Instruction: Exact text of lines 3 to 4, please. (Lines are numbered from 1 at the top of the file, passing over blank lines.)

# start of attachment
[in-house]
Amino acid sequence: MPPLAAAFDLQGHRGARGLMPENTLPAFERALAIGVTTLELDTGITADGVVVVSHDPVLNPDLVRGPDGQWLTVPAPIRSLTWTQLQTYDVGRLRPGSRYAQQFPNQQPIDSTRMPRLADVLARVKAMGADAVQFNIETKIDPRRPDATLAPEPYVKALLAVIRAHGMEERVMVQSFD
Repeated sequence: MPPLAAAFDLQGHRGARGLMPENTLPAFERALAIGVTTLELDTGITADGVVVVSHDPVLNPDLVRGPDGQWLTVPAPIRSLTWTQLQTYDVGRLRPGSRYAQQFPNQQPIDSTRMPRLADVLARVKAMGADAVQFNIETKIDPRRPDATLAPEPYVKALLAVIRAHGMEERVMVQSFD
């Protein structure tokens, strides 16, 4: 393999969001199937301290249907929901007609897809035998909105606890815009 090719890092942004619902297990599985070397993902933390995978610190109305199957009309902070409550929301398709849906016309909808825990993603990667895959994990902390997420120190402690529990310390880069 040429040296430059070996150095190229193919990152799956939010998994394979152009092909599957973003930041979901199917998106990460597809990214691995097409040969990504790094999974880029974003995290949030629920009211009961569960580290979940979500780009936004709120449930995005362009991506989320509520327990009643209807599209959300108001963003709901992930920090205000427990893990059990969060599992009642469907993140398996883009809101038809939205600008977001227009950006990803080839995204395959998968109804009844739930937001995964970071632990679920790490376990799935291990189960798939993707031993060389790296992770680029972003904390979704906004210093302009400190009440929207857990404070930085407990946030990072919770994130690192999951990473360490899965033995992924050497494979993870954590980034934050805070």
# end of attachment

Repeated sequence: MPPLAAAFDLQGHRGARGLMPENTLPAFERALAIGVTTLELDTGITADGVVVVSHDPVLNPDLVRGPDGQWLTVPAPIRSLTWTQLQTYDVGRLRPGSRYAQQFPNQQPIDSTRMPRLADVLARVKAMGADAVQFNIETKIDPRRPDATLAPEPYVKALLAVIRAHGMEERVMVQSFD
């Protein structure tokens, strides 16, 4: 393999969001199937301290249907929901007609897809035998909105606890815009 090719890092942004619902297990599985070397993902933390995978610190109305199957009309902070409550929301398709849906016309909808825990993603990667895959994990902390997420120190402690529990310390880069 040429040296430059070996150095190229193919990152799956939010998994394979152009092909599957973003930041979901199917998106990460597809990214691995097409040969990504790094999974880029974003995290949030629920009211009961569960580290979940979500780009936004709120449930995005362009991506989320509520327990009643209807599209959300108001963003709901992930920090205000427990893990059990969060599992009642469907993140398996883009809101038809939205600008977001227009950006990803080839995204395959998968109804009844739930937001995964970071632990679920790490376990799935291990189960798939993707031993060389790296992770680029972003904390979704906004210093302009400190009440929207857990404070930085407990946030990072919770994130690192999951990473360490899965033995992924050497494979993870954590980034934050805070």